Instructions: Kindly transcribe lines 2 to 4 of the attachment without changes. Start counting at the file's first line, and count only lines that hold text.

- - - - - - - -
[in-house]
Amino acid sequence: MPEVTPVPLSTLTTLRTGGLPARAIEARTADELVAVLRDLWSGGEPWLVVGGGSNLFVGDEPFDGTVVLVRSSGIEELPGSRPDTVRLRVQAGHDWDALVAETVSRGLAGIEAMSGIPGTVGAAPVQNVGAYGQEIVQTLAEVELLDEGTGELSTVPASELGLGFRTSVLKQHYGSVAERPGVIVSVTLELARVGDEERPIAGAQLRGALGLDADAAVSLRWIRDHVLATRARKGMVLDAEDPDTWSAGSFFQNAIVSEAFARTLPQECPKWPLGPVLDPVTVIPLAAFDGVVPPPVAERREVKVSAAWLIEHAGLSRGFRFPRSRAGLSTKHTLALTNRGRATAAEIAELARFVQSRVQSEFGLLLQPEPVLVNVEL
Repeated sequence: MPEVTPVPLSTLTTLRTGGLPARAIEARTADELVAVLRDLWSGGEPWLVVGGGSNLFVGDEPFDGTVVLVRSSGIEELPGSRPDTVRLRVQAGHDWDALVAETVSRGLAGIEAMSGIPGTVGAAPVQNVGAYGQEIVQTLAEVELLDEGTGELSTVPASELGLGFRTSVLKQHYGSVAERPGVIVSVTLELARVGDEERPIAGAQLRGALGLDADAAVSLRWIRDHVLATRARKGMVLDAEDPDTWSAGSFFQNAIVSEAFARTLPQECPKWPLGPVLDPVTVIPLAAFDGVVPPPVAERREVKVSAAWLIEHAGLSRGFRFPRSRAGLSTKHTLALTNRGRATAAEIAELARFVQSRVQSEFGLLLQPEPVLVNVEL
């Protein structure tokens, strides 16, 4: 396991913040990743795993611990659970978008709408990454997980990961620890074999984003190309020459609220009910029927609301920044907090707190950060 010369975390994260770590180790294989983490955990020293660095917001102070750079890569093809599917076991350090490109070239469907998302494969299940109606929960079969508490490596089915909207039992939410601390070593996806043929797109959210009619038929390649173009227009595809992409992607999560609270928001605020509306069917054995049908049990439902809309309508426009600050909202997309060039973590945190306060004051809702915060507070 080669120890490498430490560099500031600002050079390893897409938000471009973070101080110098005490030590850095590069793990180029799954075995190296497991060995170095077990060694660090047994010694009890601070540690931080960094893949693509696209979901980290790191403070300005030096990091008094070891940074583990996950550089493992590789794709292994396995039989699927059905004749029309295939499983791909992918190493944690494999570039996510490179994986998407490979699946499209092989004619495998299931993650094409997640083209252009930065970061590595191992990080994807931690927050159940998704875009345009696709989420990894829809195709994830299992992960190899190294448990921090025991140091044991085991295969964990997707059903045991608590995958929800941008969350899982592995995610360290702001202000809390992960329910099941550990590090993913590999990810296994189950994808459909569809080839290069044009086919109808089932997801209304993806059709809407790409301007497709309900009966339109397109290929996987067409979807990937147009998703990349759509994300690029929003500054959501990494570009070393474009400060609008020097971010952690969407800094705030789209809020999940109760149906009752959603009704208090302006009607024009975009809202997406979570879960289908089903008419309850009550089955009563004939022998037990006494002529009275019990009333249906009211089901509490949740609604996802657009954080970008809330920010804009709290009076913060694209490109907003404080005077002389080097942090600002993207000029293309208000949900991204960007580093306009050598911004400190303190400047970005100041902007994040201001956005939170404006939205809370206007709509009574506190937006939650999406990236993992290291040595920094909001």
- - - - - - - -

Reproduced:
Amino acid sequence: MPEVTPVPLSTLTTLRTGGLPARAIEARTADELVAVLRDLWSGGEPWLVVGGGSNLFVGDEPFDGTVVLVRSSGIEELPGSRPDTVRLRVQAGHDWDALVAETVSRGLAGIEAMSGIPGTVGAAPVQNVGAYGQEIVQTLAEVELLDEGTGELSTVPASELGLGFRTSVLKQHYGSVAERPGVIVSVTLELARVGDEERPIAGAQLRGALGLDADAAVSLRWIRDHVLATRARKGMVLDAEDPDTWSAGSFFQNAIVSEAFARTLPQECPKWPLGPVLDPVTVIPLAAFDGVVPPPVAERREVKVSAAWLIEHAGLSRGFRFPRSRAGLSTKHTLALTNRGRATAAEIAELARFVQSRVQSEFGLLLQPEPVLVNVEL
Repeated sequence: MPEVTPVPLSTLTTLRTGGLPARAIEARTADELVAVLRDLWSGGEPWLVVGGGSNLFVGDEPFDGTVVLVRSSGIEELPGSRPDTVRLRVQAGHDWDALVAETVSRGLAGIEAMSGIPGTVGAAPVQNVGAYGQEIVQTLAEVELLDEGTGELSTVPASELGLGFRTSVLKQHYGSVAERPGVIVSVTLELARVGDEERPIAGAQLRGALGLDADAAVSLRWIRDHVLATRARKGMVLDAEDPDTWSAGSFFQNAIVSEAFARTLPQECPKWPLGPVLDPVTVIPLAAFDGVVPPPVAERREVKVSAAWLIEHAGLSRGFRFPRSRAGLSTKHTLALTNRGRATAAEIAELARFVQSRVQSEFGLLLQPEPVLVNVEL
């Protein structure tokens, strides 16, 4: 396991913040990743795993611990659970978008709408990454997980990961620890074999984003190309020459609220009910029927609301920044907090707190950060 010369975390994260770590180790294989983490955990020293660095917001102070750079890569093809599917076991350090490109070239469907998302494969299940109606929960079969508490490596089915909207039992939410601390070593996806043929797109959210009619038929390649173009227009595809992409992607999560609270928001605020509306069917054995049908049990439902809309309508426009600050909202997309060039973590945190306060004051809702915060507070 080669120890490498430490560099500031600002050079390893897409938000471009973070101080110098005490030590850095590069793990180029799954075995190296497991060995170095077990060694660090047994010694009890601070540690931080960094893949693509696209979901980290790191403070300005030096990091008094070891940074583990996950550089493992590789794709292994396995039989699927059905004749029309295939499983791909992918190493944690494999570039996510490179994986998407490979699946499209092989004619495998299931993650094409997640083209252009930065970061590595191992990080994807931690927050159940998704875009345009696709989420990894829809195709994830299992992960190899190294448990921090025991140091044991085991295969964990997707059903045991608590995958929800941008969350899982592995995610360290702001202000809390992960329910099941550990590090993913590999990810296994189950994808459909569809080839290069044009086919109808089932997801209304993806059709809407790409301007497709309900009966339109397109290929996987067409979807990937147009998703990349759509994300690029929003500054959501990494570009070393474009400060609008020097971010952690969407800094705030789209809020999940109760149906009752959603009704208090302006009607024009975009809202997406979570879960289908089903008419309850009550089955009563004939022998037990006494002529009275019990009333249906009211089901509490949740609604996802657009954080970008809330920010804009709290009076913060694209490109907003404080005077002389080097942090600002993207000029293309208000949900991204960007580093306009050598911004400190303190400047970005100041902007994040201001956005939170404006939205809370206007709509009574506190937006939650999406990236993992290291040595920094909001």